So your eyes are red, irritated, and oozing gross discharge. What’s going on here? Could it be the dreaded pink eye? Before you start freaking out, take our handy pink eye quiz to get some answers!
We’ve all woken up with crusty sleep in our eyes at some point. But if the redness, goop, irritation, and other fun symptoms don’t disappear after a good eye scrub, it might be time to consider something more serious like conjunctivitis.
This article will cover all things pink eye so you can figure out if your peepers are suffering from this common eye infection. We’ll equip you with info on causes, symptoms, treatment options and even mythbust some prevention techniques. Oh and of course, we’ve got an interactive quiz to help diagnose your eye woes! Let’s get started, shall we?
Pink Eye Basics
To understand if you have pink eye, it helps to first understand what exactly conjunctivitis is. Conjunctivitis is the medical term for inflammation of the conjunctiva – that’s the clear membrane covering your eyeball and lining your eyelids.
When the blood vessels in the conjunctiva get inflamed, it causes the whites of your eyes to turn various lovely shades of pink and red – hence the cute nickname “pink eye.” Real original, medical professionals.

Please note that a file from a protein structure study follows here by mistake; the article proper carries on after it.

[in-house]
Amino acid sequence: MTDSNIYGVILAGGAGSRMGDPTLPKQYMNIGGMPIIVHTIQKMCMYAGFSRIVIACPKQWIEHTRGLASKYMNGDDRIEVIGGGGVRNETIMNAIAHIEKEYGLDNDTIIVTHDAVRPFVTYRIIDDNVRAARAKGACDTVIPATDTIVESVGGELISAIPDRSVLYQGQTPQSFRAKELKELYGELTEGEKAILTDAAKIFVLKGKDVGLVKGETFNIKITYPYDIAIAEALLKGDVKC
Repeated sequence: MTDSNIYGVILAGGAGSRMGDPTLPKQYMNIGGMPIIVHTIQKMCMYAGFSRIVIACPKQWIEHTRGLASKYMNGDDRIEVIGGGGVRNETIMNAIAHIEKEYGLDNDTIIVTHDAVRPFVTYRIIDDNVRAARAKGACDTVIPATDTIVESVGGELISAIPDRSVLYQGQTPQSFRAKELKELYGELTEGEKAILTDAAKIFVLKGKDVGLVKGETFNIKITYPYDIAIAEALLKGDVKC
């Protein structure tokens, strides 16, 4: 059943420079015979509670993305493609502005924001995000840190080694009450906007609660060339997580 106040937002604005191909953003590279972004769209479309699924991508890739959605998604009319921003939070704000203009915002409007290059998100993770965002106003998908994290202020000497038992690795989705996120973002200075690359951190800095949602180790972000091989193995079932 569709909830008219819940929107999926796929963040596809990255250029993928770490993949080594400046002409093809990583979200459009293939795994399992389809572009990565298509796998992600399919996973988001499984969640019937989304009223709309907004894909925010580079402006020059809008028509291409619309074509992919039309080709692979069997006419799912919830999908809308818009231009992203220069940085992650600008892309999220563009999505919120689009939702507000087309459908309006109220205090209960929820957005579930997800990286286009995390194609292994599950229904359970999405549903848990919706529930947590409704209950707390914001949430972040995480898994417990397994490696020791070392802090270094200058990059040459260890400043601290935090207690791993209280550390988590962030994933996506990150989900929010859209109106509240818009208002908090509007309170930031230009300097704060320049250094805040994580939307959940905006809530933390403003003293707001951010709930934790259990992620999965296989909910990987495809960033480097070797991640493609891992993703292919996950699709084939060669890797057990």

Pink eye is crazy common. In fact, 3 million Americans battle cases of viral or bacterial conjunctivitis every year. It spreads easily in settings like schools, daycares and offices. So if Sally in accounting comes in looking like a rabbit, best keep your distance!
There are 3 main types of pink eye:
- Viral conjunctivitis – caused by the same bugs behind colds and respiratory infections
- Bacterial conjunctivitis – happens when bacteria like Staphylococcus aureus or Haemophilus influenzae get trapped under your eyelid
- Allergic conjunctivitis – triggered by environmental allergens like pollen, pet dander or mold
You generally get viral pink eye from sharing towels, pillowcases or makeup with an infected person. Catching bacterial pink eye takes closer contact like shaking hands or coughing. Allergic conjunctivitis isn’t contagious – only direct contact with irritants can spark symptoms.
Is pink eye actually contagious though? Keep reading to find out!
Recognizing Pink Eye Symptoms
Wondering “do I have pink eye?” Get familiar with some hallmark symptoms:
Redness & Irritation
Bloodshot, pink or red eyes are obviously the main sign of conjunctivitis. You’ll also likely experience irritation, itching, burning and the feeling there’s something in your eye. Light sensitivity can also increase tearing and discomfort.
Thick yellow or green mucus-like discharge is common with bacterial pink eye. Viral discharge is often thinner and more watery. Rubbing your irritated eyes can cause yucky crusting.
Don’t be surprised if you wake up with gross gunk sealing your eyelashes together. Awesome.
Blurry vision can happen if swelling and discharge distortion the cornea’s ability to refract light properly. You may also experience decreased sharpness and clarity while infected.
Grittiness & Heaviness
That annoying “something is stuck in my eye” sensation might indicate viral or bacterial pink eye. Your eyes may feel gritty and heavy too.
So to sum up – if your eyes are pink, goopy, crusty and feel absolutely disgusting, pink eye is probably the culprit!
Pink Eye or Allergies?